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Thread: First page of short novel looking for feedback

  1. #1
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    First page of short novel looking for feedback

    I am writing a short novel, trying to get the style of the writing down before I go into writing more. The basic story is about a man who joins the military right before world war 3 and his company is thrown into the front lines of the beginning battle.

    I am looking for anything that will help improve my writing before I dive into the real story. I am still a novice writer so this is more a learning process than anything so please criticize my work in any way, harsh or not I don't mind.


    Chapter 1
    New beginings

    I was never really a fighting man, early in school I was the kid getting pushed around for no reason other than I allowed it. I wouldn't stand idlely by but I did not retailiate, it was more nerviousness than fear. It didn't take long for me to realize I could not let this happen and more then once the pent up anger and tugging urge for revenge got the best of me. By the time the freshman year came nobody really messed with me other than the odd senior who didn't know me. That was quickly snuffed out by my willingness to stand up and get in their face.

    I think the loss of my father when I was a very young boy, maybe 4 or 5, had something to do with it. The lack of a father figure with only my mother raising me, it didn't help much. I lack the conviction a man must hold to succeed in life which only a man with his fathers wisdom passed on can give. I'm not saying in any way my mother did me wrong, she did wonderful and I would not expect nothing more, even much less. She was one of the main reasons I survived my early hardship in school and I loved her dearly.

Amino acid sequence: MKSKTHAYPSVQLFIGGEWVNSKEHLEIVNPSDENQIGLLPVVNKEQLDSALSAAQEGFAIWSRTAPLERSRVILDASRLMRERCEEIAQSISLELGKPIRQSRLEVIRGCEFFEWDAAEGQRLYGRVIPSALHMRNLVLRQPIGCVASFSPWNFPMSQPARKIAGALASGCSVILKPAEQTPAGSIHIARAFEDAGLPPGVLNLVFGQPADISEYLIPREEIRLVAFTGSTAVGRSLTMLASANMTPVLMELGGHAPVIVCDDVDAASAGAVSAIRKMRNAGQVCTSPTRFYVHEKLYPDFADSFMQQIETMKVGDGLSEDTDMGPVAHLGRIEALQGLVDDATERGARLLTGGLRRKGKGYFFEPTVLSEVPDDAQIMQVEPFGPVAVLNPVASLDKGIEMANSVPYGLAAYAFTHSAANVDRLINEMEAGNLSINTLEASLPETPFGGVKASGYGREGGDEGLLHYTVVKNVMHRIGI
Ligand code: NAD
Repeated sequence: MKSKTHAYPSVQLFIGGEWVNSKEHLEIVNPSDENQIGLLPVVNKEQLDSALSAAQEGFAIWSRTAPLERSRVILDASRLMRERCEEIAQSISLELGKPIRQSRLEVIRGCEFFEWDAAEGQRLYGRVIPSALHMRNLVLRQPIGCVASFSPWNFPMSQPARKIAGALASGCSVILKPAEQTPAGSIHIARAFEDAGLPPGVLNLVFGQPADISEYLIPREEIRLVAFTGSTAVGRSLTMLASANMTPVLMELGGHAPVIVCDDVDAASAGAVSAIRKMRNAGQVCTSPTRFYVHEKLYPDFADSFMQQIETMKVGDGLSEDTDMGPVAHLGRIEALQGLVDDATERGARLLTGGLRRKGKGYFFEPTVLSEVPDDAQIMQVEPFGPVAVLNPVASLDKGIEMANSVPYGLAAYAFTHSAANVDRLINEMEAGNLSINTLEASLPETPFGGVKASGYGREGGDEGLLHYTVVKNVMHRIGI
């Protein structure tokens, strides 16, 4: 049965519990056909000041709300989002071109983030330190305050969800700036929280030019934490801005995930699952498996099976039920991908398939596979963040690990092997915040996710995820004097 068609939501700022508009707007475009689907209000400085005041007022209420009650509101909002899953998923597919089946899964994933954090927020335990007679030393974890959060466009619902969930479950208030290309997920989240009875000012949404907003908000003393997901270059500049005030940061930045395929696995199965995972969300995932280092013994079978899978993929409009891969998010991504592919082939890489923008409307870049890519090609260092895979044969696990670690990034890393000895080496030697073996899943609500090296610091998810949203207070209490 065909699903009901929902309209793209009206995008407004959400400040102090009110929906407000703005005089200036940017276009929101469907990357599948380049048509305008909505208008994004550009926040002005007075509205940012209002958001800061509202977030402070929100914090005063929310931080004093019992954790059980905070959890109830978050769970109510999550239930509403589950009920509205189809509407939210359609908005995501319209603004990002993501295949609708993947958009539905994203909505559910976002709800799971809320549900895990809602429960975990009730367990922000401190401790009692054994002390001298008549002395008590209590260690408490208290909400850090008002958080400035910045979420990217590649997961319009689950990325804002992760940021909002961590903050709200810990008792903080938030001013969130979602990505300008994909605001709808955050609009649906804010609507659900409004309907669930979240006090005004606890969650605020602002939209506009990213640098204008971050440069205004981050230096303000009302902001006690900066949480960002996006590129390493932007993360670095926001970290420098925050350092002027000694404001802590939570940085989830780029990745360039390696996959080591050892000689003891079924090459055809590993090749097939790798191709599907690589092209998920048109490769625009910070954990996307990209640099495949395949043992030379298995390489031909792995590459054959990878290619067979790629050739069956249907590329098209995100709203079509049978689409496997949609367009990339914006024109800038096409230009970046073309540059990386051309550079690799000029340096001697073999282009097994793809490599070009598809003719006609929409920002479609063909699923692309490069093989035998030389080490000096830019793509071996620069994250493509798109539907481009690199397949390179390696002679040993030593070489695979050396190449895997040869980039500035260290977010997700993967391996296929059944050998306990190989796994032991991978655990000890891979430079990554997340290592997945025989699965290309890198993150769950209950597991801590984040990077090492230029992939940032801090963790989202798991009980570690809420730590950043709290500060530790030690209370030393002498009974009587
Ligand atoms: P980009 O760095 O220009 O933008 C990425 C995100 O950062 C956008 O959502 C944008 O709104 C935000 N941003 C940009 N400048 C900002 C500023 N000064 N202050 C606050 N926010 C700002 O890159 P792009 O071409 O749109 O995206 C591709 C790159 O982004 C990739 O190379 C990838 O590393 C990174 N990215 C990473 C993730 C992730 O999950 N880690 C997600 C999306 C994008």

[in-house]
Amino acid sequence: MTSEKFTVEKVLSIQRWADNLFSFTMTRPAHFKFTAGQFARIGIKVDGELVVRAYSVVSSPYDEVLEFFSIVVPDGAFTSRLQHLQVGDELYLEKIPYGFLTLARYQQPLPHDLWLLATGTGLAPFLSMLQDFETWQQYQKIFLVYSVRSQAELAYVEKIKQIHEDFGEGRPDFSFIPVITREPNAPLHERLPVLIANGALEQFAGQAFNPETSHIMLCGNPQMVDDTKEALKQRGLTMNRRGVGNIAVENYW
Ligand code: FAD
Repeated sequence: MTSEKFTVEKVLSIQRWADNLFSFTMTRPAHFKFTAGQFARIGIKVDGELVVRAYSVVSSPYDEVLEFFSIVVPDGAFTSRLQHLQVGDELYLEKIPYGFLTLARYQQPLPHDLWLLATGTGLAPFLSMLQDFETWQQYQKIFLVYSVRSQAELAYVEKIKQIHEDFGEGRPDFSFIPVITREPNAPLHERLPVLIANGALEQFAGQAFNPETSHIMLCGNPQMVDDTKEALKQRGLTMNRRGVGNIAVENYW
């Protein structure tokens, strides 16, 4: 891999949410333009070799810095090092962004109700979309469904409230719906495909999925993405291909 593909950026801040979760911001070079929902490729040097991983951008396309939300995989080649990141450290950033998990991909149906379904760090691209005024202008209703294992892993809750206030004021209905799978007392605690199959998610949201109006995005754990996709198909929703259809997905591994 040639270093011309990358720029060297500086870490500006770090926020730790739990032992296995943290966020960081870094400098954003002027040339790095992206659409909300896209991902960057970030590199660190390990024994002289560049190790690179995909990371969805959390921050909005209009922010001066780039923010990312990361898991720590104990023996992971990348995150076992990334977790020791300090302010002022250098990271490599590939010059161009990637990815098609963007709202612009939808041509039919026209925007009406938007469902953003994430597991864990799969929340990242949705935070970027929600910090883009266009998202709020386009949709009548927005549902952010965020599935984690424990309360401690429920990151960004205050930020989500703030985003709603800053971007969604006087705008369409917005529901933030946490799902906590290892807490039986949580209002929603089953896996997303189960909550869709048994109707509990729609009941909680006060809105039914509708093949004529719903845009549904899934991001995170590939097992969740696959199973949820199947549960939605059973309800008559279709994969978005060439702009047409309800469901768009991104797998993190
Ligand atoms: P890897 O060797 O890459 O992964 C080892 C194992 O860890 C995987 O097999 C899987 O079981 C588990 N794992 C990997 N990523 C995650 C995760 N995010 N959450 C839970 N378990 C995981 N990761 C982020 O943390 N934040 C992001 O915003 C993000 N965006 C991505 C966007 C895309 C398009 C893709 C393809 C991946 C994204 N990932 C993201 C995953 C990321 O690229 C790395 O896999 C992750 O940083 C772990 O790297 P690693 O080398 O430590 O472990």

The main things you learn in highschool are not academic but life lessons that for the most part hold true till your death bed. Little things about how people work and the way they generally react to certain situations. The way a girls eyes glance down and a certain seriousness washes over their face hinting for a kiss. The way the fast talkers are quick to back off when it comes down to it. The way confidence commands respect. The way good friends never end up being so.

    Looking back and knowing what I know now, things just seem funny. I try not to think about it much due to the deep hatred I had of school. I hear alot of people wishing they were back in high school, with no worries or bills, always hanging out with friends, a never ending crop of girls. It sounds appealing but the truth of matter is a different story. School was the worst thing I ever experienced, pointless homework that practiced knowledge utterly useless in everyday life. The only valuble thing was the experience of dealing with people... and girls.